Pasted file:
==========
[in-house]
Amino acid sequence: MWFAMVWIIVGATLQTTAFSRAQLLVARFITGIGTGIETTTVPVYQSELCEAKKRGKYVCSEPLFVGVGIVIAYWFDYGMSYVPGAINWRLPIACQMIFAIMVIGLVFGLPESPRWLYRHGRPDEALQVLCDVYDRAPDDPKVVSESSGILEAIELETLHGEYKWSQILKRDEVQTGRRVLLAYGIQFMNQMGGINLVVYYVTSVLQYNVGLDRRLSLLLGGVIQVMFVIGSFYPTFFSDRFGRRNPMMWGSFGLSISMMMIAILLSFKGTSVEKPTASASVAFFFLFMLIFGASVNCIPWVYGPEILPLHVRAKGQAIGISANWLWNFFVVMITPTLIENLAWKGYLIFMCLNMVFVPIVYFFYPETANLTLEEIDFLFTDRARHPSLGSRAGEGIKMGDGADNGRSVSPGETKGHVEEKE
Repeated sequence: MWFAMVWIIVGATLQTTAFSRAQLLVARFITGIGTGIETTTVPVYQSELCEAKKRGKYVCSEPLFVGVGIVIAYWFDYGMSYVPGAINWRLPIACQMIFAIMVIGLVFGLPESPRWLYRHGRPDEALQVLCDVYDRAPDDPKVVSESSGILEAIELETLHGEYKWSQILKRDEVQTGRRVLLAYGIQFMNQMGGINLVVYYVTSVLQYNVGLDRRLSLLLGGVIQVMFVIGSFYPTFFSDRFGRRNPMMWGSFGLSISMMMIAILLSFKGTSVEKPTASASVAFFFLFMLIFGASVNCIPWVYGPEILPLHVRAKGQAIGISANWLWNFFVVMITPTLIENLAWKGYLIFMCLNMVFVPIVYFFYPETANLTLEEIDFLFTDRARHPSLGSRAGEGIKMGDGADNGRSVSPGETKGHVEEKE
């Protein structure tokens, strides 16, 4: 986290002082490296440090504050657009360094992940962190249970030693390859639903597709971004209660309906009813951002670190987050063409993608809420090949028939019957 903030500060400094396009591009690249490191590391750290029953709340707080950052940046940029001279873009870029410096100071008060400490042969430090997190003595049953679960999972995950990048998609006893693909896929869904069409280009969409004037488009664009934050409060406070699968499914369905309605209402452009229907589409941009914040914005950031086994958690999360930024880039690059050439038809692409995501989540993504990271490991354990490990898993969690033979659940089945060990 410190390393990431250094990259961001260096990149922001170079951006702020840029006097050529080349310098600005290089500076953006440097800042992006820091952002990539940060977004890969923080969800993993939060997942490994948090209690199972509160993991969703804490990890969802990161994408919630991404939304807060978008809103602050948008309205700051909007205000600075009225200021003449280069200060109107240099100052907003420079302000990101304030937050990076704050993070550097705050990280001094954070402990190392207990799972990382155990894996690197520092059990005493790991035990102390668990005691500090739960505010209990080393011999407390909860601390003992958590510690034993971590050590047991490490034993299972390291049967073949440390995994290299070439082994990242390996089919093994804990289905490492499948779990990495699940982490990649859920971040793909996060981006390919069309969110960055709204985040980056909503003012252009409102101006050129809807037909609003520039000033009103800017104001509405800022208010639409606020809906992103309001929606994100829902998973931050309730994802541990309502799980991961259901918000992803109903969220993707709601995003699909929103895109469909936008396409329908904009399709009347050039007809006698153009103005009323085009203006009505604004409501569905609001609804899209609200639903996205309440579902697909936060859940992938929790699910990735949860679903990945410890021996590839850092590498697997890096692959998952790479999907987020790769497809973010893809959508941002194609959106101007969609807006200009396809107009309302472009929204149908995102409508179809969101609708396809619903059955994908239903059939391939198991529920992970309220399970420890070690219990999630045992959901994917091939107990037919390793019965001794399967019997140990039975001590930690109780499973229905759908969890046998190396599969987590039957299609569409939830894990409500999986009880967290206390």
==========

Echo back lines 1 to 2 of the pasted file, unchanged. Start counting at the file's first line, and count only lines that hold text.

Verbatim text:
[in-house]
Amino acid sequence: MWFAMVWIIVGATLQTTAFSRAQLLVARFITGIGTGIETTTVPVYQSELCEAKKRGKYVCSEPLFVGVGIVIAYWFDYGMSYVPGAINWRLPIACQMIFAIMVIGLVFGLPESPRWLYRHGRPDEALQVLCDVYDRAPDDPKVVSESSGILEAIELETLHGEYKWSQILKRDEVQTGRRVLLAYGIQFMNQMGGINLVVYYVTSVLQYNVGLDRRLSLLLGGVIQVMFVIGSFYPTFFSDRFGRRNPMMWGSFGLSISMMMIAILLSFKGTSVEKPTASASVAFFFLFMLIFGASVNCIPWVYGPEILPLHVRAKGQAIGISANWLWNFFVVMITPTLIENLAWKGYLIFMCLNMVFVPIVYFFYPETANLTLEEIDFLFTDRARHPSLGSRAGEGIKMGDGADNGRSVSPGETKGHVEEKE